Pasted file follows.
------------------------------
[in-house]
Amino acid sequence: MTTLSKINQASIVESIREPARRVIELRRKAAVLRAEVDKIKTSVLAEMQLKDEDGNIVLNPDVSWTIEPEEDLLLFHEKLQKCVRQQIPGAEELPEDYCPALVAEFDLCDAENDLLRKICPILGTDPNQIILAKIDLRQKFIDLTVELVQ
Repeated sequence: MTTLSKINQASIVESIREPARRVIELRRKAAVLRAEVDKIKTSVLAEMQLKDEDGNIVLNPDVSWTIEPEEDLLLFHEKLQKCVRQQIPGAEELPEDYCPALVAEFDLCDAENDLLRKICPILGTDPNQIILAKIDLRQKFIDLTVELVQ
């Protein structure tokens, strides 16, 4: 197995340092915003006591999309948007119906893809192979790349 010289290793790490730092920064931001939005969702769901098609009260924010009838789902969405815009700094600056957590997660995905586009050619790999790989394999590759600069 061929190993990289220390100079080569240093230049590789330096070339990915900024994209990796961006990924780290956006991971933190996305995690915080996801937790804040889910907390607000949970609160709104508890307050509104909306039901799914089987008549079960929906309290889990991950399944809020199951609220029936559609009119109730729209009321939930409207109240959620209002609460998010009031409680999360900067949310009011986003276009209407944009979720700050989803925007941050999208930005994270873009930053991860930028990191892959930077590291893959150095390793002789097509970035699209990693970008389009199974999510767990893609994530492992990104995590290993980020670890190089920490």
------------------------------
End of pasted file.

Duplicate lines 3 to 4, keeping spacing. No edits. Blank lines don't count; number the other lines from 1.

Repeated sequence: MTTLSKINQASIVESIREPARRVIELRRKAAVLRAEVDKIKTSVLAEMQLKDEDGNIVLNPDVSWTIEPEEDLLLFHEKLQKCVRQQIPGAEELPEDYCPALVAEFDLCDAENDLLRKICPILGTDPNQIILAKIDLRQKFIDLTVELVQ
């Protein structure tokens, strides 16, 4: 197995340092915003006591999309948007119906893809192979790349 010289290793790490730092920064931001939005969702769901098609009260924010009838789902969405815009700094600056957590997660995905586009050619790999790989394999590759600069 061929190993990289220390100079080569240093230049590789330096070339990915900024994209990796961006990924780290956006991971933190996305995690915080996801937790804040889910907390607000949970609160709104508890307050509104909306039901799914089987008549079960929906309290889990991950399944809020199951609220029936559609009119109730729209009321939930409207109240959620209002609460998010009031409680999360900067949310009011986003276009209407944009979720700050989803925007941050999208930005994270873009930053991860930028990191892959930077590291893959150095390793002789097509970035699209990693970008389009199974999510767990893609994530492992990104995590290993980020670890190089920490």